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Subject:Overclocking Possible with Acid?
Posted by: krispy
Date:6/26/2009 12:00:21 PM

Displaying my ignorance again!

Anyone know if "overclocking" is possible & works ok with AP 7?

thanxxxxxxx! :-)

Subject:RE: Overclocking Possible with Acid?
Reply by: Bremen Cole
Date:6/27/2009 9:40:02 PM

Overclocking is a hardware issue, not so much a software issue. If your motherboard/cpu/memory/cooling system....etc can take overclocking, and the computer is stable.... then Acid will be as stable as any other software running on that computer......

My question to you is... why do you want to overclock? Frankly, modern multi-core computers are very powerful, and really overclocking is just not necessary. Years ago, yes, it could help. But heck, if your computer is less than 2 years old overclocking should not be necessary. Any overclocking effects the stability of the machine and the life of the machine. As far as I can tell there is just not enough gained to put the stress on your computer.......

Subject:RE: Overclocking Possible with Acid?
Reply by: jackn2mpu
Date:6/28/2009 4:41:54 AM

I thought the only ones who did overclocking were gamerz?
Probably what the op is having a problem with is video more than audio. Get a better video card with more memory and things should be okay. Also add the max amount of ram your computer can handle - running short on ram will choke even a dual quad core 3GHz+ machine! And make sure the computer power supply can handle it all - most ps's are spec'd too tight with no room for expansion.

Subject:RE: Overclocking Possible with Acid?
Reply by: kitekrazee
Date:7/2/2009 9:03:00 AM

There's really no point in over clocking when a DAW app is designed to work with multicore processors.

Subject:RE: Overclocking Possible with Acid?
Reply by: shakey
Date:8/16/2009 5:32:09 AM

yes, do your research and make sure your pc is stable with the overclock. Read custom pc magazine for information, micromart also has some useful articles sometimes too.

I continually run out of cpu headroom, even at 48khz/24bit, my core2 duo is running at 3ghz, from 2.2ghz. If you are just using acid to make traditional recordings you wont need the extra cpu, but if you make heavily experimental or cutting edge dance music and use a lot of high end plugins, and high sample rates, you will very quickly run out of room. At 96khz a plugin will use twice the amount of cpu.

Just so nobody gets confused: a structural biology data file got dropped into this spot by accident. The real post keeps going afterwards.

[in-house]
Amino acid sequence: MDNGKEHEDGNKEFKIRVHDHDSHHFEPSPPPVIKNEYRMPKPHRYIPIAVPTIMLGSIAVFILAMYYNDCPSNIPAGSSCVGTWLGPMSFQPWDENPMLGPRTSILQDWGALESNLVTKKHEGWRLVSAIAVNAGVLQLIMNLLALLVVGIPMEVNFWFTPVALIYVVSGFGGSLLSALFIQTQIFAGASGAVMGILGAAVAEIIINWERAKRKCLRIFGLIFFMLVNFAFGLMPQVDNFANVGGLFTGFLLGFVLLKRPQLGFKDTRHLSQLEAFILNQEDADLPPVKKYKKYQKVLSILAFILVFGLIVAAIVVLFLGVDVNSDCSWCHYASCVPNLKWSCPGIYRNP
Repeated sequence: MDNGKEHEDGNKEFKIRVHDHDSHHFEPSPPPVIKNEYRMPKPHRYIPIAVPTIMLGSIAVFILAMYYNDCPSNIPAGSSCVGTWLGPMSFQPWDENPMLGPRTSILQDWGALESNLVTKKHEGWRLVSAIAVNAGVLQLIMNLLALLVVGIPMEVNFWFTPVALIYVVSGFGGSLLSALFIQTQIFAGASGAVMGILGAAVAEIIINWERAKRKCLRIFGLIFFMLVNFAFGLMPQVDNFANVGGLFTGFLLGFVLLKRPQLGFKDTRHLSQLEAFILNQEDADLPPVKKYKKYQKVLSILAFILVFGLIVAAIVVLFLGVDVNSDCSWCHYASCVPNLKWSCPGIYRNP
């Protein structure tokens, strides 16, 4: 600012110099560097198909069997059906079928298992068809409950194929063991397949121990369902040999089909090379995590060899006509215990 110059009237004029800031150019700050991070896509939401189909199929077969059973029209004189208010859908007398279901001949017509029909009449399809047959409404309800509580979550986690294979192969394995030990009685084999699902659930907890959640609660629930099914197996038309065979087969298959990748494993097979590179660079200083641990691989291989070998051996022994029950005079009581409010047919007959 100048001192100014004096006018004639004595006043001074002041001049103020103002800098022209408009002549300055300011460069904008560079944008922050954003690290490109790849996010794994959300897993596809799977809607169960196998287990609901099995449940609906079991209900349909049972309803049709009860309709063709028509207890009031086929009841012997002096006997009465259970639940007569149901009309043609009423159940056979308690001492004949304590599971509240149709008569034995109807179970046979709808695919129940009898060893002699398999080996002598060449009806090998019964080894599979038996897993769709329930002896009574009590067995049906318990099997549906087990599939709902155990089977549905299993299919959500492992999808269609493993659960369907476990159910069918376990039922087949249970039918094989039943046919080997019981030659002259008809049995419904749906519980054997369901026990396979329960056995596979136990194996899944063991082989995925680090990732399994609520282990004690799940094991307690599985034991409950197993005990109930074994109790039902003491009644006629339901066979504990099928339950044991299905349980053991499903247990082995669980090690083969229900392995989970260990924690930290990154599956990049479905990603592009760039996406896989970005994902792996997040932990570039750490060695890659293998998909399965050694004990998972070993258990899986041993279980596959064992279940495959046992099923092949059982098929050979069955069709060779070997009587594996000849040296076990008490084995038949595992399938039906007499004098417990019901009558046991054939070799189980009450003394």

with overclocking you can take a £50 cpu and turn it into a £130 one quite easily

Subject:RE: Overclocking Possible with Acid?
Reply by: shakey
Date:8/17/2009 5:06:09 AM

This should give you a good start. I've never tried it with an amd chip, but I think the principles are roughly the same.

It is all just trial and error really, as long as you can keep the heat under control and keep the fan at a quiet noise level you are fine. I try to keep mine below 60-70 degrees at full load, other wise the fan gets too loud. You can stress test it at full load using a freeware program called orthos, which is a multithreaded app which calculates prime numbers and keeps the cpu running at 100% on all cores until an error occurs. If you can run that for 24 hours constantly without an error ocuring then your pc can cope with anything.

I use a free program called speedfan to monitor temperatures

Have fun!

Subject:RE: Overclocking Possible with Acid?
Reply by: shakey
Date:8/17/2009 5:22:56 AM

"Any overclocking effects the stability of the machine and the life of the machine"

I disagree with the stability issue. If you have a decent motherboard which is designed to overclock, and a decent psu which can provide stable consistent voltages then it will be just as stable as any other machine if the temperatures are within limits. If there are stability issues then you have either gone too far or not given it enough voltage to sustain the speed, and not stress tested properly.

The reason overclocking is possible is because the cpu has to be able to run under all sorts of conditions it might be subjected to. For example a hot country like egypt or spain. This means that cpus have to be able to run at much higher temperatures than they are supposed to, otherwise there would be computers failing everywhere from stupid people who thought it would be ok to sit their pc in a dusty cupboard with no ventilation.
The core 2 duo for example generally runs at about 45 degrees at full load, but is perfectly capable of running at 80 degrees with no stability issues. This means that if you can keep your pc well cooled and ventilated you can push the speed up until it reaches those sort of temperatures.

I agree with your second statement about it shortening the life of your components though, because you will have to push more voltage through them to gain the higher clock. But given that a cpu is designed to last for about 15 years, and running it at a higher speed might reduce that to 10, do you think you will still be using the same cpu in 10 years anyway?

Message last edited on8/17/2009 5:26:44 AM byshakey.
Subject:RE: Overclocking Possible with Acid?
Reply by: jej
Date:8/18/2009 6:50:52 PM

I have run my systems for years overclocked without issue. Shakey is correct, with the proper components and the proper settings, overclocking isn't an issue. I overclock my GPU as well..... cooling is very important to maintain proper operating parameters....

If a person is not familiar with the process or doesn't have a board/system that has good support, surely finding an unstable point is very easy.

Is the benefit there... I would say yes... I know I am getting the most out of my system... and have been fortunate not to have a component failure at this higher levels.

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